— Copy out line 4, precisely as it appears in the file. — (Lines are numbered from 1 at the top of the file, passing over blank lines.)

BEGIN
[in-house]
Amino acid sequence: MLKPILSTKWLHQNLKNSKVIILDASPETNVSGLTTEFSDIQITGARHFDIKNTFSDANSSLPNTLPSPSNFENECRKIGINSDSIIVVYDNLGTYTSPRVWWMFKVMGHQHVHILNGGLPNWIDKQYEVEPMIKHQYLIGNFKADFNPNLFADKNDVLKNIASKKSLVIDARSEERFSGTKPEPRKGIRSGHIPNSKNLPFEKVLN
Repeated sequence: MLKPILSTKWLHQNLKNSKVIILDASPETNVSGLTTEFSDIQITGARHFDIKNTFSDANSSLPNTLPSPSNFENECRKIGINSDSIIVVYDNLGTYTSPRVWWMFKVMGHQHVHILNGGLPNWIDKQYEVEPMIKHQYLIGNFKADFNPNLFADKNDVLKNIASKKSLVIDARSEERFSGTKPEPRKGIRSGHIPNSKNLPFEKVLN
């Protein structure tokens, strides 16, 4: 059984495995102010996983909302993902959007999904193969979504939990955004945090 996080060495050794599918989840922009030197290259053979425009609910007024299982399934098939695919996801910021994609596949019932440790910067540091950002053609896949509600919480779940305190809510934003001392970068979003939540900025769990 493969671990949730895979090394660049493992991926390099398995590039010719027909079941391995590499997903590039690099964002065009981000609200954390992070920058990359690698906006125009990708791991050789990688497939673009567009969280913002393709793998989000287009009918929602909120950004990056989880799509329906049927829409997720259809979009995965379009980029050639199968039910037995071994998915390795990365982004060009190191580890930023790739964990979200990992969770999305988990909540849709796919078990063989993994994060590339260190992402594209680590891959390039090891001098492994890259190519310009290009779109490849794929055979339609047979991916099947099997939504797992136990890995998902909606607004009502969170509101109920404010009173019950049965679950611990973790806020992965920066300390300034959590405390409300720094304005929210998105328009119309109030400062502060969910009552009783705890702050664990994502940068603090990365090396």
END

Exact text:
């Protein structure tokens, strides 16, 4: 059984495995102010996983909302993902959007999904193969979504939990955004945090 996080060495050794599918989840922009030197290259053979425009609910007024299982399934098939695919996801910021994609596949019932440790910067540091950002053609896949509600919480779940305190809510934003001392970068979003939540900025769990 493969671990949730895979090394660049493992991926390099398995590039010719027909079941391995590499997903590039690099964002065009981000609200954390992070920058990359690698906006125009990708791991050789990688497939673009567009969280913002393709793998989000287009009918929602909120950004990056989880799509329906049927829409997720259809979009995965379009980029050639199968039910037995071994998915390795990365982004060009190191580890930023790739964990979200990992969770999305988990909540849709796919078990063989993994994060590339260190992402594209680590891959390039090891001098492994890259190519310009290009779109490849794929055979339609047979991916099947099997939504797992136990890995998902909606607004009502969170509101109920404010009173019950049965679950611990973790806020992965920066300390300034959590405390409300720094304005929210998105328009119309109030400062502060969910009552009783705890702050664990994502940068603090990365090396």